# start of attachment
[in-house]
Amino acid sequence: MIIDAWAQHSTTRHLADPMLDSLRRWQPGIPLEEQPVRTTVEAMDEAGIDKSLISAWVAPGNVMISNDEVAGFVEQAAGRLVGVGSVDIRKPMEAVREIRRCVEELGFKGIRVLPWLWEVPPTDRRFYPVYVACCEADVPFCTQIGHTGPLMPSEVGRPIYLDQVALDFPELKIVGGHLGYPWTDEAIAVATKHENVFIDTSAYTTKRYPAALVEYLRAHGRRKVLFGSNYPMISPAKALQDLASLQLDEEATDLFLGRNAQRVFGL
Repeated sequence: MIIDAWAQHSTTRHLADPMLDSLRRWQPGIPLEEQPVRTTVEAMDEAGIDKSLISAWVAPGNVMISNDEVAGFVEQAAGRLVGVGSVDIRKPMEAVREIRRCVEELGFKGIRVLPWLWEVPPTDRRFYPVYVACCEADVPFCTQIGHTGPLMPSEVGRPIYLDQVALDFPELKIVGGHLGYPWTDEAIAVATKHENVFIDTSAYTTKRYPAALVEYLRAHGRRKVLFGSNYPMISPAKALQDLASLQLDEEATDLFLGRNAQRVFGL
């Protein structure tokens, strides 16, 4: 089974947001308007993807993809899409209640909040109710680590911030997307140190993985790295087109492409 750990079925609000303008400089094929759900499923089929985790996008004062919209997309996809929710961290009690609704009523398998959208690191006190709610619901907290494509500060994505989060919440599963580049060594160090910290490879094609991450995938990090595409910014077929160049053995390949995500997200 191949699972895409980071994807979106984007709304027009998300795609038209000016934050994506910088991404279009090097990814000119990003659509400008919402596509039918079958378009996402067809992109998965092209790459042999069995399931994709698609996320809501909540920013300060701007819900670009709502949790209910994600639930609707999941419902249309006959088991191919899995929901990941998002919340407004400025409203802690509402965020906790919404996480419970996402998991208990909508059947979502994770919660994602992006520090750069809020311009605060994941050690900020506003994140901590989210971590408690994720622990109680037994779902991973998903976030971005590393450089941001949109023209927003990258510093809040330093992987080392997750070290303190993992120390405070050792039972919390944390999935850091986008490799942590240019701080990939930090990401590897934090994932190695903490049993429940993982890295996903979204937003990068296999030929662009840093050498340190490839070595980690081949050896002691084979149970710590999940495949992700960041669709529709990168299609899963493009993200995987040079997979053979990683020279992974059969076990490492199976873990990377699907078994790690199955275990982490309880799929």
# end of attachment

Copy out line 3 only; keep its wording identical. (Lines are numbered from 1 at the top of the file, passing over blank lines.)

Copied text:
Repeated sequence: MIIDAWAQHSTTRHLADPMLDSLRRWQPGIPLEEQPVRTTVEAMDEAGIDKSLISAWVAPGNVMISNDEVAGFVEQAAGRLVGVGSVDIRKPMEAVREIRRCVEELGFKGIRVLPWLWEVPPTDRRFYPVYVACCEADVPFCTQIGHTGPLMPSEVGRPIYLDQVALDFPELKIVGGHLGYPWTDEAIAVATKHENVFIDTSAYTTKRYPAALVEYLRAHGRRKVLFGSNYPMISPAKALQDLASLQLDEEATDLFLGRNAQRVFGL